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WIRE Buzz: Chaos Walking pushed to March, drops new clip. Plus: Netflix teases 'Shadow and Bone'

By Josh Weiss
Chaos Walking Tom Holland

Chaos Walking, Doug Liman's long-delayed sci-fi project starring Tom Holland and Daisy Ridley, now has a confirmed theatrical opening of March 5, 2021.

Lionsgate revealed the date along with a new clip that shows off "the Noise," a phenomenon that puts men's thoughts on public display. In this instance, Todd Hewitt (Holland) meets a young woman (Ridley's Viola Eade) for the first time, causing his adolescent, Peter Parker-esque giddiness to show through. While Todd's grown up in an all-male society, believing that every single woman died out back on Earth, the appearance of Viola shatters his entire worldview. This rankles Mayor Prentiss (Mads Mikkelsen), who fears that Todd will unlock his true abilities. If the first trailer released last month is any indication, it seems like Todd's thoughts can actually harm others if he exerts himself enough, mentally.

Check out the clip below:

Based on Patrick Ness' 2008 novel, The Knife of Never Letting Go, Chaos Walking also stars Demián Bichir (The Nun), Cynthia Erivo (The Outsider), Nick Jonas (Jumanji: Welcome to the Jungle), and David Oyelowo (The Midnight Sky). In addition to the clip and release date, Lionsgate dropped a slew of fresh production stills as well:

Ness co-wrote the screenplay with Christopher Ford.

For its next fantasy series, Shadow and Bone, Netflix is diving into the writings of Leigh Bardugo. Set in "in a world cleaved in two by a massive barrier of perpetual darkness, where unnatural creatures feast on human flesh," per Netflix's official description, the plot follows "a young soldier [who] uncovers a power that might finally unite her country. But as she struggles to hone her power, dangerous forces plot against her. Thugs, thieves, assassins and saints are at war now, and it will take more than magic to survive."

The show dropped its first teaser this morning while announcing a release window of April 2021 (no specific date was provided). Shot in Budapest, Hungary last fall, the project co-stars Ben Barnes (Westworld), Freddy Carter (Pennyworth), Amita Suman (Doctor Who), Danielle Galligan (Game of Thrones), Kit Young (The Origin), and Daisy Head (Wrong Turn).

Watch the teaser below:

Eric Heisserer (writer of Arrival and Bird Box) serves as showrunner/executive producer, with Lee Toland Krieger (The Age of Adaline) on board as director/executive producer. In terms of content, Shadow and Bone draws on two different series of novels written by Bardugo: Shadow and Bone and Six of Crows.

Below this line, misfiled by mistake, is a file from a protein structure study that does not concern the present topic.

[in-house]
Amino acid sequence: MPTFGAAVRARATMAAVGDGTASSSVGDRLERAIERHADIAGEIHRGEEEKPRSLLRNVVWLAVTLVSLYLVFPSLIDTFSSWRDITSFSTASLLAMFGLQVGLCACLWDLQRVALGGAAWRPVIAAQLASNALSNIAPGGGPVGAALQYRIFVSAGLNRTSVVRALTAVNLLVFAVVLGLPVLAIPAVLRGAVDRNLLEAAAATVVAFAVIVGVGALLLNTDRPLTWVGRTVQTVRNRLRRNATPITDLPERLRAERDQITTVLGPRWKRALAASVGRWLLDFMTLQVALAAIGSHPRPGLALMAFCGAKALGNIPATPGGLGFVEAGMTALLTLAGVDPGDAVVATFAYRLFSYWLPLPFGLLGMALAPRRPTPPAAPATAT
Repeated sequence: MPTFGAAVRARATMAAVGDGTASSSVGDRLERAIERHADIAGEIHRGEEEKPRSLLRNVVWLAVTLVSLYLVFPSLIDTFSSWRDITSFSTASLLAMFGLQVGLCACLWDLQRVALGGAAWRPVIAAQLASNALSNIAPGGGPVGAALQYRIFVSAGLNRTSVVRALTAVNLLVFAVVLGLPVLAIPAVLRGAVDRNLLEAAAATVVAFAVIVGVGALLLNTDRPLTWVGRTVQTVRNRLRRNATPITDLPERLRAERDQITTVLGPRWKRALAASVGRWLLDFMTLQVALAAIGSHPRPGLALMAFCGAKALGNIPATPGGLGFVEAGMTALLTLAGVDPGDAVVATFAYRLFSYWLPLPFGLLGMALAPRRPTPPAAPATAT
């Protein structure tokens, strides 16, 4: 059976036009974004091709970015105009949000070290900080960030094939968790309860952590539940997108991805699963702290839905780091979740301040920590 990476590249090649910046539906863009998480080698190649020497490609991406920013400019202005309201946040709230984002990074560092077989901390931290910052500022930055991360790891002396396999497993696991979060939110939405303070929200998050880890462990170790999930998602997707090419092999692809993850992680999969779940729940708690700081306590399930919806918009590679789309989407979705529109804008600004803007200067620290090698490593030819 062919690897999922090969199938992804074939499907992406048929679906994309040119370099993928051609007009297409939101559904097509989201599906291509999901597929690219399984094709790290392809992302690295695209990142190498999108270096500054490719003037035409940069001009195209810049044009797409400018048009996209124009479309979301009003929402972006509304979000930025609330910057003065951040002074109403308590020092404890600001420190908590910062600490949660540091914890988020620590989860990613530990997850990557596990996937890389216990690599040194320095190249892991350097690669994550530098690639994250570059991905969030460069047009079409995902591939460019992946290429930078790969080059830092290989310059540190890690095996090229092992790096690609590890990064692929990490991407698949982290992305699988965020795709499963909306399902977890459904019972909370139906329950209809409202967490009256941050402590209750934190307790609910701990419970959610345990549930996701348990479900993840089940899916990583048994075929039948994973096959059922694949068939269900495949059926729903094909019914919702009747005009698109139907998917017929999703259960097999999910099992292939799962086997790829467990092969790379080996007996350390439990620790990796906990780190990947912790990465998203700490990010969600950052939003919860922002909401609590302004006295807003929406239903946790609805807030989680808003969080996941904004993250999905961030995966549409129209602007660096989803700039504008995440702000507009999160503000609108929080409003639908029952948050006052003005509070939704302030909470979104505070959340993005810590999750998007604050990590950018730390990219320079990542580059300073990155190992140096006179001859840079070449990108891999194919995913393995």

"The books are all set chronologically, so we technically don't get to events in the Six of Crows books until after the Shadow and Bone books have ended," Heisserer said in a statement published by Collider. "So what Leigh and I had to do was essentially invent prequel stories for the key Six of Crows characters this season — Kaz [Carter], Inej [Suman], and Jesper [Young] — to fit alongside what is happening in the Shadow and Bone storyline. That's been the heavy lifting."

In the making-of book for Warner Bros.' Tenet, writer-director Christopher Nolan admits that the time-inverting blockbuster has been knocking around inside his brain for the last 20 years or so. That assertion isn't hyperbole. During a recent interview with Complex, the filmmaker said that the origins of the project can be viewed within the opening moments of 2000's Memento, the movie that first put Nolan on the map as an up-and-coming artist of great creativity and ambition. Like many of Nolan's features, Memento plays around with the concept of time, telling the non-linear story of a man (played by Guy Pearce) with severe short-term memory loss.

"I had this notion of just a bullet getting sucked out of the wall and into the barrel of a gun. It's an image that I had in Memento to demonstrate the structure of that movie, but I always harbored this ambition to make a film where the characters had to deal with the physical reality of that," Nolan explained. "In a way, an idea comes to the fore when the time is right for it, and it's a hard process to quantify, so I was doing all these other things."

Tenet John David Washington

The concept of a bullet being sucked through a wall and back into a gun is immediately introduced in Tenet's curtain-raiser sequence (watch it here) and was achieved practically. After a four-month run in theaters around the world, Tenet is now available on digital and home video. The film made over $360 million worldwide and while that figure is nowhere near pre-pandemic box office numbers, Nolan was still pleased with the movie's financial performance.